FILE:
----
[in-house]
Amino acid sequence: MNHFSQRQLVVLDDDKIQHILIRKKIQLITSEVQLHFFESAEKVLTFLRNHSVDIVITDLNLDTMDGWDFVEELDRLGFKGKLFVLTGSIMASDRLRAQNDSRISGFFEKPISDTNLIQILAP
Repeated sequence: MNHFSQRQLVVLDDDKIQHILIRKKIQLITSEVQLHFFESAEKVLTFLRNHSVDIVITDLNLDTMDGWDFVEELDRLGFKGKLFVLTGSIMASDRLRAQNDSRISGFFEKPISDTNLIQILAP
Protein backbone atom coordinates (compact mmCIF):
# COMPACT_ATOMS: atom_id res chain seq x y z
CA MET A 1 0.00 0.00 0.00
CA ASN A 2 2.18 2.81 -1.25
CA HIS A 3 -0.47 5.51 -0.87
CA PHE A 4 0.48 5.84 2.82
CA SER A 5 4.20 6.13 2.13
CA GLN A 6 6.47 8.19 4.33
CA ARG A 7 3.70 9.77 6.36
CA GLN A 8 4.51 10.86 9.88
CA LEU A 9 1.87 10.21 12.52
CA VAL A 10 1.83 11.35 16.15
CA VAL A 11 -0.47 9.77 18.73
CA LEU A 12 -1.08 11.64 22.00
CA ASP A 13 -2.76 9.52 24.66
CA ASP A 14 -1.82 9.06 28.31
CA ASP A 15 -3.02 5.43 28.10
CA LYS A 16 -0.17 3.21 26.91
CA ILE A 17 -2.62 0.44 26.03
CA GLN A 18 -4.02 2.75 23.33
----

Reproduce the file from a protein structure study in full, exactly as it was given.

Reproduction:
[in-house]
Amino acid sequence: MNHFSQRQLVVLDDDKIQHILIRKKIQLITSEVQLHFFESAEKVLTFLRNHSVDIVITDLNLDTMDGWDFVEELDRLGFKGKLFVLTGSIMASDRLRAQNDSRISGFFEKPISDTNLIQILAP
Repeated sequence: MNHFSQRQLVVLDDDKIQHILIRKKIQLITSEVQLHFFESAEKVLTFLRNHSVDIVITDLNLDTMDGWDFVEELDRLGFKGKLFVLTGSIMASDRLRAQNDSRISGFFEKPISDTNLIQILAP
Protein backbone atom coordinates (compact mmCIF):
# COMPACT_ATOMS: atom_id res chain seq x y z
CA MET A 1 0.00 0.00 0.00
CA ASN A 2 2.18 2.81 -1.25
CA HIS A 3 -0.47 5.51 -0.87
CA PHE A 4 0.48 5.84 2.82
CA SER A 5 4.20 6.13 2.13
CA GLN A 6 6.47 8.19 4.33
CA ARG A 7 3.70 9.77 6.36
CA GLN A 8 4.51 10.86 9.88
CA LEU A 9 1.87 10.21 12.52
CA VAL A 10 1.83 11.35 16.15
CA VAL A 11 -0.47 9.77 18.73
CA LEU A 12 -1.08 11.64 22.00
CA ASP A 13 -2.76 9.52 24.66
CA ASP A 14 -1.82 9.06 28.31
CA ASP A 15 -3.02 5.43 28.10
CA LYS A 16 -0.17 3.21 26.91
CA ILE A 17 -2.62 0.44 26.03
CA GLN A 18 -4.02 2.75 23.33